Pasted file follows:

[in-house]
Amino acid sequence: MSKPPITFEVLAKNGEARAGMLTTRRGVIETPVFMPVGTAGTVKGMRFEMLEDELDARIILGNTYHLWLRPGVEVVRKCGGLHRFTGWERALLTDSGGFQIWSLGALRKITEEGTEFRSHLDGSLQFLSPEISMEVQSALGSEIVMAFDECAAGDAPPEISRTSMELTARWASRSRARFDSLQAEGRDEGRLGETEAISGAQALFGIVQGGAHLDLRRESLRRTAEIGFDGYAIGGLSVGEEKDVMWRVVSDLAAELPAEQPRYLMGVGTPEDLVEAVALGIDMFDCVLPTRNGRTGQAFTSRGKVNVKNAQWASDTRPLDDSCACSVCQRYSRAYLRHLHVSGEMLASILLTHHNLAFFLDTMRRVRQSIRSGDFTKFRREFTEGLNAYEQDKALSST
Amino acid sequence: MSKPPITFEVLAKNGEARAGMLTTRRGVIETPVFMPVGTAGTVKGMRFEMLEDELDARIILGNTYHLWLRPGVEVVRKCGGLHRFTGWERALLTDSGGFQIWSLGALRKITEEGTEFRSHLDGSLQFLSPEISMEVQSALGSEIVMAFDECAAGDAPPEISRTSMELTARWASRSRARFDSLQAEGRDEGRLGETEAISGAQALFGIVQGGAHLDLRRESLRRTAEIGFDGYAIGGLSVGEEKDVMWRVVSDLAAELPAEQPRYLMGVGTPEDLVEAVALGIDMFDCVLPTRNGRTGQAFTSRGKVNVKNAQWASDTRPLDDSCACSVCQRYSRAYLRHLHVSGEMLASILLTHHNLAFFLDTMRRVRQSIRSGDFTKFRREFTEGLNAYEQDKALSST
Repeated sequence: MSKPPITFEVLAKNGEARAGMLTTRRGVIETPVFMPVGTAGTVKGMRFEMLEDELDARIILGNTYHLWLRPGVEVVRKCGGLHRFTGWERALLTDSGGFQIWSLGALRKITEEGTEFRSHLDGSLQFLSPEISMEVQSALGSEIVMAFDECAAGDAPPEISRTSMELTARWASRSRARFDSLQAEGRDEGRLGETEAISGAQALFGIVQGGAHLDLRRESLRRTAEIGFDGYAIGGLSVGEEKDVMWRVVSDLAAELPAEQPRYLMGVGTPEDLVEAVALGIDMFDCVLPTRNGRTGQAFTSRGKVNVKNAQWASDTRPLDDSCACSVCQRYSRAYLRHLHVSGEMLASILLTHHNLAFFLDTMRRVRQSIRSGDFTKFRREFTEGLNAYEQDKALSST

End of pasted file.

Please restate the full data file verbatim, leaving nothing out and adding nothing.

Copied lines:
[in-house]
Amino acid sequence: MSKPPITFEVLAKNGEARAGMLTTRRGVIETPVFMPVGTAGTVKGMRFEMLEDELDARIILGNTYHLWLRPGVEVVRKCGGLHRFTGWERALLTDSGGFQIWSLGALRKITEEGTEFRSHLDGSLQFLSPEISMEVQSALGSEIVMAFDECAAGDAPPEISRTSMELTARWASRSRARFDSLQAEGRDEGRLGETEAISGAQALFGIVQGGAHLDLRRESLRRTAEIGFDGYAIGGLSVGEEKDVMWRVVSDLAAELPAEQPRYLMGVGTPEDLVEAVALGIDMFDCVLPTRNGRTGQAFTSRGKVNVKNAQWASDTRPLDDSCACSVCQRYSRAYLRHLHVSGEMLASILLTHHNLAFFLDTMRRVRQSIRSGDFTKFRREFTEGLNAYEQDKALSST
Amino acid sequence: MSKPPITFEVLAKNGEARAGMLTTRRGVIETPVFMPVGTAGTVKGMRFEMLEDELDARIILGNTYHLWLRPGVEVVRKCGGLHRFTGWERALLTDSGGFQIWSLGALRKITEEGTEFRSHLDGSLQFLSPEISMEVQSALGSEIVMAFDECAAGDAPPEISRTSMELTARWASRSRARFDSLQAEGRDEGRLGETEAISGAQALFGIVQGGAHLDLRRESLRRTAEIGFDGYAIGGLSVGEEKDVMWRVVSDLAAELPAEQPRYLMGVGTPEDLVEAVALGIDMFDCVLPTRNGRTGQAFTSRGKVNVKNAQWASDTRPLDDSCACSVCQRYSRAYLRHLHVSGEMLASILLTHHNLAFFLDTMRRVRQSIRSGDFTKFRREFTEGLNAYEQDKALSST
Repeated sequence: MSKPPITFEVLAKNGEARAGMLTTRRGVIETPVFMPVGTAGTVKGMRFEMLEDELDARIILGNTYHLWLRPGVEVVRKCGGLHRFTGWERALLTDSGGFQIWSLGALRKITEEGTEFRSHLDGSLQFLSPEISMEVQSALGSEIVMAFDECAAGDAPPEISRTSMELTARWASRSRARFDSLQAEGRDEGRLGETEAISGAQALFGIVQGGAHLDLRRESLRRTAEIGFDGYAIGGLSVGEEKDVMWRVVSDLAAELPAEQPRYLMGVGTPEDLVEAVALGIDMFDCVLPTRNGRTGQAFTSRGKVNVKNAQWASDTRPLDDSCACSVCQRYSRAYLRHLHVSGEMLASILLTHHNLAFFLDTMRRVRQSIRSGDFTKFRREFTEGLNAYEQDKALSST